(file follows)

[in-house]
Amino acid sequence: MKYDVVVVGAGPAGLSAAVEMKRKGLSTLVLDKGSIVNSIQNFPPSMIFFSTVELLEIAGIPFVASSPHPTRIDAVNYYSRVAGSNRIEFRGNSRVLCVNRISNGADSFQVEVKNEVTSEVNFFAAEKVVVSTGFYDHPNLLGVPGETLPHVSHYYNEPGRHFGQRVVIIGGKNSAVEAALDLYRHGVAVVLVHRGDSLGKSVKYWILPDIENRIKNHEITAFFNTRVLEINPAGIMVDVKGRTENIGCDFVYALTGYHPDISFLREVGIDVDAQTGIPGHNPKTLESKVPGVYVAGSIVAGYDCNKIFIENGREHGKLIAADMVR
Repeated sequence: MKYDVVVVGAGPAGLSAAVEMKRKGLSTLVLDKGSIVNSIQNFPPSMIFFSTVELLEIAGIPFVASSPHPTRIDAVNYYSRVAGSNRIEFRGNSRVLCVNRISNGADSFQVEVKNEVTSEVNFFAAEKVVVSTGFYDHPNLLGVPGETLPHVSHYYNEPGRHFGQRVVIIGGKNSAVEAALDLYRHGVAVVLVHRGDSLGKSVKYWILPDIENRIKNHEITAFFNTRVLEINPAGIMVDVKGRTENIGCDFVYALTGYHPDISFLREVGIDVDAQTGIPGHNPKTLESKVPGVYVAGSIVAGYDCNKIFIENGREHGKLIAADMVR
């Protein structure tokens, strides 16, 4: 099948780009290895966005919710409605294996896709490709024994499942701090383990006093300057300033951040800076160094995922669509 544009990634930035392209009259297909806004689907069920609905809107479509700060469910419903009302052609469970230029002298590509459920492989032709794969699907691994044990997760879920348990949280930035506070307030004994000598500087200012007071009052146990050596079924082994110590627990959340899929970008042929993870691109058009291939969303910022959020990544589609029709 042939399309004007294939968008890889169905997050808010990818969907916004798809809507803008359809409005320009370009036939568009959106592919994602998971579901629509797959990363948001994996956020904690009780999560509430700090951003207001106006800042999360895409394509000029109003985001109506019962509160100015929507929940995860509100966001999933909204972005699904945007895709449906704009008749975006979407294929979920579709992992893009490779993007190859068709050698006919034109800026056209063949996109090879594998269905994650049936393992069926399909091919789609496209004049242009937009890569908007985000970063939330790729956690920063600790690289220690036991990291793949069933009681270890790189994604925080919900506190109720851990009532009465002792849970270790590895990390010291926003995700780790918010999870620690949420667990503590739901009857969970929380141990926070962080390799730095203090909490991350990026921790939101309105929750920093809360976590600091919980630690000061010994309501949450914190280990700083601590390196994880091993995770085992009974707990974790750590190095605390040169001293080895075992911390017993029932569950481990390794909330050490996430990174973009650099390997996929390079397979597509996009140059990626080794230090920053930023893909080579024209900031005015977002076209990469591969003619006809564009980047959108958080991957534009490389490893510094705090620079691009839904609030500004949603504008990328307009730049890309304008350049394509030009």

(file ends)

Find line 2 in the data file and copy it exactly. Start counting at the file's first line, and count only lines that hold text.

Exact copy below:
Amino acid sequence: MKYDVVVVGAGPAGLSAAVEMKRKGLSTLVLDKGSIVNSIQNFPPSMIFFSTVELLEIAGIPFVASSPHPTRIDAVNYYSRVAGSNRIEFRGNSRVLCVNRISNGADSFQVEVKNEVTSEVNFFAAEKVVVSTGFYDHPNLLGVPGETLPHVSHYYNEPGRHFGQRVVIIGGKNSAVEAALDLYRHGVAVVLVHRGDSLGKSVKYWILPDIENRIKNHEITAFFNTRVLEINPAGIMVDVKGRTENIGCDFVYALTGYHPDISFLREVGIDVDAQTGIPGHNPKTLESKVPGVYVAGSIVAGYDCNKIFIENGREHGKLIAADMVR